We summarize our experience with all the native E-mount and a few (manual) legacy lenses in the 9-20mm bracket to give you a compact and independent resource for choosing the right super- to ultra-wide-angle lens for your Sony A7 cameras. In this summary we also included some adapted lenses we think are worth mentioning.
We have no association with any lens manufacturer apart from occasionally loaning a lens for a review. Before any short introduction we tell you how long we have used a lens and if we have borrowed it from a manufacturer. But in most cases we have bought the lenses new from retail stores or on on the used market.
If we have left any question unanswered please leave a comment and we will do our best to answer it.
Last update: December 2021
If you purchase the lens through one of thee affiliate-links in this article we get a small compensation with no additional cost to you.
Laowa 5.6/9 FF-RL
Status: Sample loaned by the manufacturer reviewed by Bastian who replaced his Voigtlander 10mm 5.6 with this lens
super compact and the widest rectilinear lens available
contrast and resolution are surprisingly good from wide open
flare resistance slightly worse than the wide Voigtlander primes, very nice sunstars thanks to 5 straight aperture blades
complex distortion and high vignetting (profile for LR available)
Widest rectilinear lens available in a very compact package and with surprisingly good image quality
Since the introduction of mirrorless camera with shorter flange focal distances the usage of vintage lenses grew rapidly. With full frame bodies like the Sony A7R II or newer with 42 or 61 megapixel, it is interesting to know whether those lenses are still usable on those cameras and can be a cheap alternative for the manually focussing photographers out there.
Sigma now offers the DSLR designs 35mm 1.4 Art and 40mm 1.4 Art and the newly designed 35mm 1.2 Art for Sony E-mount cameras. Let us find out what the differences between those 3 are and if there is a reason to get one of the bigger, heavier and more expensive lenses.
Shoot out: SMC Pentax-M 135mm f/3.5 vs. Canon nFD 135mm f/3.5 vs. Panagor PMC auto tele 135mm f/2.8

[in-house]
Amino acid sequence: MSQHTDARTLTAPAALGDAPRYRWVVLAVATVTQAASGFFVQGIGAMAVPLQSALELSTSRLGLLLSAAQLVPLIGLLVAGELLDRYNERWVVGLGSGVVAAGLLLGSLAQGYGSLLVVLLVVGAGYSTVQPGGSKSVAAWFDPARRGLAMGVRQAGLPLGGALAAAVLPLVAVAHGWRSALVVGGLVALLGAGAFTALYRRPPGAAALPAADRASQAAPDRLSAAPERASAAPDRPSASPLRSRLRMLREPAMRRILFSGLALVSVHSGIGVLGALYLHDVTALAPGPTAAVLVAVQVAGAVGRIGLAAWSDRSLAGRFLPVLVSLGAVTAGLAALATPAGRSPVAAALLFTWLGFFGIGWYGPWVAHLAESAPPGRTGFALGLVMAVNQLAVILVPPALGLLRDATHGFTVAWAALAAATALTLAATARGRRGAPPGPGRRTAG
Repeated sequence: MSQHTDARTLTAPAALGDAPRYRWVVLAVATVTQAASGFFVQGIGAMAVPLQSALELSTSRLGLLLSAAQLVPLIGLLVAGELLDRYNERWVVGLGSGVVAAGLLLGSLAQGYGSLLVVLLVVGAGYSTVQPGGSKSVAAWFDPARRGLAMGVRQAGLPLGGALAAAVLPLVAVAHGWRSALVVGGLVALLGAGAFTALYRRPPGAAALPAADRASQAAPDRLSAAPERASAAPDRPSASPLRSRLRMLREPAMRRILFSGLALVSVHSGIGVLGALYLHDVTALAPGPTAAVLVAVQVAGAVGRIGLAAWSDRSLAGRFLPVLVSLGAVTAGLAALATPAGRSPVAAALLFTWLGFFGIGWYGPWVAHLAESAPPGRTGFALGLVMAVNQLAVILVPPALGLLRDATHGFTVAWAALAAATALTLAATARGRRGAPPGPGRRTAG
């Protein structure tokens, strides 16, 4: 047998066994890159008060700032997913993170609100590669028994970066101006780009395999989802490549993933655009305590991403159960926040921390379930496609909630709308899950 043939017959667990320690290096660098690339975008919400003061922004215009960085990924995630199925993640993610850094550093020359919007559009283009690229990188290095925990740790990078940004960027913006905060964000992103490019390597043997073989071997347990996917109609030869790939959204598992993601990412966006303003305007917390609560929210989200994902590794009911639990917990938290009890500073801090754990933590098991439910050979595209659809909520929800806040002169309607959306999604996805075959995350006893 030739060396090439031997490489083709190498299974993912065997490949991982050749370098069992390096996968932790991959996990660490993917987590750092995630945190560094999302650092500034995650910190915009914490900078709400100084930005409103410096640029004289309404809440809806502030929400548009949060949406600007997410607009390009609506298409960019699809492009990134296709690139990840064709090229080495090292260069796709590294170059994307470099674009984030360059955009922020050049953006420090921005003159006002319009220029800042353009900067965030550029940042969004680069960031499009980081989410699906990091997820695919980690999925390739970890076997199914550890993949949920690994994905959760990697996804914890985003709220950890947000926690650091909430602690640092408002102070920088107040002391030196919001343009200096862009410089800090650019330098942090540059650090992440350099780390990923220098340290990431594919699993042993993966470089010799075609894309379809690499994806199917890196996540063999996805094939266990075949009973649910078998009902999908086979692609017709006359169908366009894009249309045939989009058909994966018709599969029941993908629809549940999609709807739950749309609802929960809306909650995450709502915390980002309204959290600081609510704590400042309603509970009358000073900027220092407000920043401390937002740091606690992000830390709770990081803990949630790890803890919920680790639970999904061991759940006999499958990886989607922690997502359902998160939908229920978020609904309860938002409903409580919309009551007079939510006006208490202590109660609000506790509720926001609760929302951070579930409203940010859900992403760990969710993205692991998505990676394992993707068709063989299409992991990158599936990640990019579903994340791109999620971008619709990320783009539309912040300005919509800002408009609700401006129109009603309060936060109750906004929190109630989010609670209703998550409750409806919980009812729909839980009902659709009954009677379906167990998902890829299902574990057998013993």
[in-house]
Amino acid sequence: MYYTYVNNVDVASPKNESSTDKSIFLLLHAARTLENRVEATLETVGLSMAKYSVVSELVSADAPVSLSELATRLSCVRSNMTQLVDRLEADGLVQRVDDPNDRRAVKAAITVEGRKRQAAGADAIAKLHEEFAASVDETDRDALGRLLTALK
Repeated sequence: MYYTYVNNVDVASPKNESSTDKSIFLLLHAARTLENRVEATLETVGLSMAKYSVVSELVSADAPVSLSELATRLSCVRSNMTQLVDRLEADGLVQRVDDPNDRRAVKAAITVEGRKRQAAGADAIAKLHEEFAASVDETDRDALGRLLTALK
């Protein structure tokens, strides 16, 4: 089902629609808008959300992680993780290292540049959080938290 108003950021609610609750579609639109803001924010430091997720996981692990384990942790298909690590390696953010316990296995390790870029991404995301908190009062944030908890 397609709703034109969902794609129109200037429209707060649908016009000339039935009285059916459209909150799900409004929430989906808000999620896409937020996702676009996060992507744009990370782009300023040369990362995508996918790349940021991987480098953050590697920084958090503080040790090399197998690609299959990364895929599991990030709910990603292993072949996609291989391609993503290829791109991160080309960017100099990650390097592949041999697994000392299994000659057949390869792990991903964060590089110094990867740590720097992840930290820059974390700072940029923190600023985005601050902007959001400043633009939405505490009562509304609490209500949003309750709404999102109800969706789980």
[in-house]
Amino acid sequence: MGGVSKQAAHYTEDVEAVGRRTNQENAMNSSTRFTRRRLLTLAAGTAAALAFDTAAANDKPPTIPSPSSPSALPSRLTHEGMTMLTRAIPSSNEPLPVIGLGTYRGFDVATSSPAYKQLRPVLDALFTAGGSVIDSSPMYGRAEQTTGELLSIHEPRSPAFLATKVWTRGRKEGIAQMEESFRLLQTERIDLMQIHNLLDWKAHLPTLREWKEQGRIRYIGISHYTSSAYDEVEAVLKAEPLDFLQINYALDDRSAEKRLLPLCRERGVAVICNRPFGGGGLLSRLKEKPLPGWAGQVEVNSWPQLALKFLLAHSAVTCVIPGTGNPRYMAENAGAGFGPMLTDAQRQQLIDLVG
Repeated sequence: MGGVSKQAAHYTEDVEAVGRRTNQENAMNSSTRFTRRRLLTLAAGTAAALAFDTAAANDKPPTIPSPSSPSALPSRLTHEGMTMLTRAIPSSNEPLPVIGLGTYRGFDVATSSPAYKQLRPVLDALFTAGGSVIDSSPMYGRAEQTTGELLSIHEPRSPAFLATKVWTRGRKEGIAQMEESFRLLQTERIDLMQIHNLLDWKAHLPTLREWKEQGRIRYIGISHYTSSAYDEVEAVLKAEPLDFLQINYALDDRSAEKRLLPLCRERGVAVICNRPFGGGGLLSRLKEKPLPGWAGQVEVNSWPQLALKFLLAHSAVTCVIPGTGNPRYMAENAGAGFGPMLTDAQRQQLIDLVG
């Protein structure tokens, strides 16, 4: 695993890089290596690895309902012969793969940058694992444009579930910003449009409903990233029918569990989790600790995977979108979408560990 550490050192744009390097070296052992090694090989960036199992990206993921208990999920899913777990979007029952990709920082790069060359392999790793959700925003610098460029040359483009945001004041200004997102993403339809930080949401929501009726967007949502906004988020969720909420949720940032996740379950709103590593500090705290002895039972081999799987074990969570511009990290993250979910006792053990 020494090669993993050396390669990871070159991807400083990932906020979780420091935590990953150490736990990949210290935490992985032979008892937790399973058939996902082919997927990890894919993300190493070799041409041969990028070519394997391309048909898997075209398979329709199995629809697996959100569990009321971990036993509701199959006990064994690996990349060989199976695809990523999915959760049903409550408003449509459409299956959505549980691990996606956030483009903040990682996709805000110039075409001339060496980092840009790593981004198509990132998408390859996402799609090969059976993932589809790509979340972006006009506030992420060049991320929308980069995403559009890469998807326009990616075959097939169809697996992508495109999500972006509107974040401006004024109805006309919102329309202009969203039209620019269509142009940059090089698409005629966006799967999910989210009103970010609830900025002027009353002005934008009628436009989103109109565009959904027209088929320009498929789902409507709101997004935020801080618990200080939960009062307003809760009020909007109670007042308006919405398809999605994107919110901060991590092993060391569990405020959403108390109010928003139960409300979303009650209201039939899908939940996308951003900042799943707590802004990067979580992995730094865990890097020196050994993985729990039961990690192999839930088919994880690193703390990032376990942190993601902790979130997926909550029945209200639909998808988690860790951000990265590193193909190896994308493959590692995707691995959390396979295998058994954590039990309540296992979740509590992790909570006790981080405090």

In my search for a compact but good budget telelens I came across the SMC Pentax-M 135mm f3.5 and the Canon newFD 135mm f/3.5. Later, I also found a Panagor PMC auto tele 135mm f/2.8 in Canon FD mount. These lenses are cheap, light, and small, but how do they perform?
Disclaimer: I only tested one sample of the Canon and Panagor, and two samples of the Pentax. Since these lenses are old there might be more sample variation than usual, other samples might perform slightly better or worse. Both Pentax samples displayed similar performance.
Most rangefinder lenses used on a Sony a7 series camera show some serious issues because of the rather thick filter stack in front of the sensor. There are two ways to deal with this. We have previously discussed the use of front filters to counter the induced field curvature. In this article Sebboh reviews another solution.
This is an extended use review of the Kolari Ultra Thin (UT, also sometimes referred to as version 4) sensor stack modification on a Sony A7. This modification removes the AA filter and IR cut filter from a stock Sony camera and replaces it with an ultra thin 0.2mm thick IR cut filter in order to attempt to provide similar levels of performance to the Leica M9 in dealing with the steep ray angles often produced by rangefinder lenses designed for film. I have shot a UT modified Sony A7 for 6 months now and can confirm that it dramatically improves performance with certain lenses (big thanks to Nehemiah for letting me use his lenses and cameras for the comparisons shown here). I will try to outline what kind of improvements can be expected here and what drawbacks there are to getting the conversion done.
Manual Lenses | Sony Alpha | New articles every Tuesday
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